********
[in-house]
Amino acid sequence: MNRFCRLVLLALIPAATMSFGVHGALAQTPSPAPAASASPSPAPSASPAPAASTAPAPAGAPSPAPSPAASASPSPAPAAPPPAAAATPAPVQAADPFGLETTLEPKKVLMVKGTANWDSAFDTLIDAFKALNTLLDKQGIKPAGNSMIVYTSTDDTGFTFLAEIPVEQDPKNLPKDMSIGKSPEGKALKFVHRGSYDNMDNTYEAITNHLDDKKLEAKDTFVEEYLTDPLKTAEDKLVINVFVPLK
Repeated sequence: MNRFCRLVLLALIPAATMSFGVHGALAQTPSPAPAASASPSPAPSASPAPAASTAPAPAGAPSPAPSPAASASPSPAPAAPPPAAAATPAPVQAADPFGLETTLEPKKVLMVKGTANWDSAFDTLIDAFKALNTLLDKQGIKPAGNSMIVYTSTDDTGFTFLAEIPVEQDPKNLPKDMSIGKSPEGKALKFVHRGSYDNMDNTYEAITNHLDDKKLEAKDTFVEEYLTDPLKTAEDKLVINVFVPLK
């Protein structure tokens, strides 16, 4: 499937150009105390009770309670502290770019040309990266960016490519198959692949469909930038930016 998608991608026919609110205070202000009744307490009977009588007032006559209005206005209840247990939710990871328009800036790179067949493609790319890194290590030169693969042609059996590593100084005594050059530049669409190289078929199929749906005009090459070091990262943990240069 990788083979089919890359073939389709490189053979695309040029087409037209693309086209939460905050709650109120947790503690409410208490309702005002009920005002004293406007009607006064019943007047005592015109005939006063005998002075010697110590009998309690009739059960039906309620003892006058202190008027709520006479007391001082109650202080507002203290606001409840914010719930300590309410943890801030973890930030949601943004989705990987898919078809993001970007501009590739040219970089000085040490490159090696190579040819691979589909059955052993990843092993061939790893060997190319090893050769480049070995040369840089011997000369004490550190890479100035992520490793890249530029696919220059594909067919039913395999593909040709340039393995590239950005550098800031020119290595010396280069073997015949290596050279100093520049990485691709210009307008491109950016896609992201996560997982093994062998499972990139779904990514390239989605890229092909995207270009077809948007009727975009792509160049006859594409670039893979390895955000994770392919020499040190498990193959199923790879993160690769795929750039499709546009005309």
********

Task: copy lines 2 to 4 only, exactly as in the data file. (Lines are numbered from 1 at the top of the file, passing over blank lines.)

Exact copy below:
Amino acid sequence: MNRFCRLVLLALIPAATMSFGVHGALAQTPSPAPAASASPSPAPSASPAPAASTAPAPAGAPSPAPSPAASASPSPAPAAPPPAAAATPAPVQAADPFGLETTLEPKKVLMVKGTANWDSAFDTLIDAFKALNTLLDKQGIKPAGNSMIVYTSTDDTGFTFLAEIPVEQDPKNLPKDMSIGKSPEGKALKFVHRGSYDNMDNTYEAITNHLDDKKLEAKDTFVEEYLTDPLKTAEDKLVINVFVPLK
Repeated sequence: MNRFCRLVLLALIPAATMSFGVHGALAQTPSPAPAASASPSPAPSASPAPAASTAPAPAGAPSPAPSPAASASPSPAPAAPPPAAAATPAPVQAADPFGLETTLEPKKVLMVKGTANWDSAFDTLIDAFKALNTLLDKQGIKPAGNSMIVYTSTDDTGFTFLAEIPVEQDPKNLPKDMSIGKSPEGKALKFVHRGSYDNMDNTYEAITNHLDDKKLEAKDTFVEEYLTDPLKTAEDKLVINVFVPLK
């Protein structure tokens, strides 16, 4: 499937150009105390009770309670502290770019040309990266960016490519198959692949469909930038930016 998608991608026919609110205070202000009744307490009977009588007032006559209005206005209840247990939710990871328009800036790179067949493609790319890194290590030169693969042609059996590593100084005594050059530049669409190289078929199929749906005009090459070091990262943990240069 990788083979089919890359073939389709490189053979695309040029087409037209693309086209939460905050709650109120947790503690409410208490309702005002009920005002004293406007009607006064019943007047005592015109005939006063005998002075010697110590009998309690009739059960039906309620003892006058202190008027709520006479007391001082109650202080507002203290606001409840914010719930300590309410943890801030973890930030949601943004989705990987898919078809993001970007501009590739040219970089000085040490490159090696190579040819691979589909059955052993990843092993061939790893060997190319090893050769480049070995040369840089011997000369004490550190890479100035992520490793890249530029696919220059594909067919039913395999593909040709340039393995590239950005550098800031020119290595010396280069073997015949290596050279100093520049990485691709210009307008491109950016896609992201996560997982093994062998499972990139779904990514390239989605890229092909995207270009077809948007009727975009792509160049006859594409670039893979390895955000994770392919020499040190498990193959199923790879993160690769795929750039499709546009005309």